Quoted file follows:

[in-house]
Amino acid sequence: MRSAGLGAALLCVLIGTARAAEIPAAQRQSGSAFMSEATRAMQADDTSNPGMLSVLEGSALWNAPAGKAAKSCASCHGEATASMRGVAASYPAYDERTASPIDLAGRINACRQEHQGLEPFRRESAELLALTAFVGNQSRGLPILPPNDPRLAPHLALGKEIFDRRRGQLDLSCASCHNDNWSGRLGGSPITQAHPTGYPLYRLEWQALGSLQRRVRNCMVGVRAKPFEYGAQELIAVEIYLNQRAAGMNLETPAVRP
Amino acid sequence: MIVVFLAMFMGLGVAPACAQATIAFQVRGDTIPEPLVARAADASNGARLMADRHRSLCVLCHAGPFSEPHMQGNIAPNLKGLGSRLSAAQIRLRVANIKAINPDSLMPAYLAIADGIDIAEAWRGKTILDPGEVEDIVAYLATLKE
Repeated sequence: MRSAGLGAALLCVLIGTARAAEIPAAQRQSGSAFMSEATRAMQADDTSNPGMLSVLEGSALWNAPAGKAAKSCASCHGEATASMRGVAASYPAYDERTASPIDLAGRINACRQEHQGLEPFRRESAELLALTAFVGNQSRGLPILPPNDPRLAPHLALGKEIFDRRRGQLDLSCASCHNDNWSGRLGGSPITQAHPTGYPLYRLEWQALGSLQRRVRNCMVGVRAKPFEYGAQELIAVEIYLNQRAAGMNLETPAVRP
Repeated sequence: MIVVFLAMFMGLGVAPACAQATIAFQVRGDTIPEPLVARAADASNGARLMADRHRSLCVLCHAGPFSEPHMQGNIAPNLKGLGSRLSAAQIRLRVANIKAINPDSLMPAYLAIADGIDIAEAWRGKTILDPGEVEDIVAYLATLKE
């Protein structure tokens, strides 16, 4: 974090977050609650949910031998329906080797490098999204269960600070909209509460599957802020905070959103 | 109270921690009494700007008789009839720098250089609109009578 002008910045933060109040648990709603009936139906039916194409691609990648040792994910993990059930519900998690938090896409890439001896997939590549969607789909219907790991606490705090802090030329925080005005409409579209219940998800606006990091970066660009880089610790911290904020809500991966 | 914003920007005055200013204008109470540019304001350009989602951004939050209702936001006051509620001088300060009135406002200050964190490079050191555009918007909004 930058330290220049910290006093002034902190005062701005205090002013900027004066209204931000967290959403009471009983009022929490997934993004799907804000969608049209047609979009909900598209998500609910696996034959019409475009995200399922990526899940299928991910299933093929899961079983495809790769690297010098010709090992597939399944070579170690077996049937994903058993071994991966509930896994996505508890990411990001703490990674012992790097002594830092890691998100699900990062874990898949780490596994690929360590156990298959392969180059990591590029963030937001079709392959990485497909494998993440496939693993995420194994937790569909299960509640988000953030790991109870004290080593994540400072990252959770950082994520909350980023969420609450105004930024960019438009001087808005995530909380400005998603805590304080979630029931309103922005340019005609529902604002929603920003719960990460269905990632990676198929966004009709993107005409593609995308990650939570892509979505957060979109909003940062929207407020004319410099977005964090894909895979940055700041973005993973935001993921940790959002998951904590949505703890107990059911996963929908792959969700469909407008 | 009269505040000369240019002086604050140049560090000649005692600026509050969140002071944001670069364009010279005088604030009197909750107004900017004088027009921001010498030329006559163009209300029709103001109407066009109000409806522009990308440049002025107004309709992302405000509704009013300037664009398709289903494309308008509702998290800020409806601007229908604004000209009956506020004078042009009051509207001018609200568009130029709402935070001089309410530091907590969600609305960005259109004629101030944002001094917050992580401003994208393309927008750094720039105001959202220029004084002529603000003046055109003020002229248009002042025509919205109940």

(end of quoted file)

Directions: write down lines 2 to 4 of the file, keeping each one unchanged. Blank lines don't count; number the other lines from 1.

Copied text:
Amino acid sequence: MRSAGLGAALLCVLIGTARAAEIPAAQRQSGSAFMSEATRAMQADDTSNPGMLSVLEGSALWNAPAGKAAKSCASCHGEATASMRGVAASYPAYDERTASPIDLAGRINACRQEHQGLEPFRRESAELLALTAFVGNQSRGLPILPPNDPRLAPHLALGKEIFDRRRGQLDLSCASCHNDNWSGRLGGSPITQAHPTGYPLYRLEWQALGSLQRRVRNCMVGVRAKPFEYGAQELIAVEIYLNQRAAGMNLETPAVRP
Amino acid sequence: MIVVFLAMFMGLGVAPACAQATIAFQVRGDTIPEPLVARAADASNGARLMADRHRSLCVLCHAGPFSEPHMQGNIAPNLKGLGSRLSAAQIRLRVANIKAINPDSLMPAYLAIADGIDIAEAWRGKTILDPGEVEDIVAYLATLKE
Repeated sequence: MRSAGLGAALLCVLIGTARAAEIPAAQRQSGSAFMSEATRAMQADDTSNPGMLSVLEGSALWNAPAGKAAKSCASCHGEATASMRGVAASYPAYDERTASPIDLAGRINACRQEHQGLEPFRRESAELLALTAFVGNQSRGLPILPPNDPRLAPHLALGKEIFDRRRGQLDLSCASCHNDNWSGRLGGSPITQAHPTGYPLYRLEWQALGSLQRRVRNCMVGVRAKPFEYGAQELIAVEIYLNQRAAGMNLETPAVRP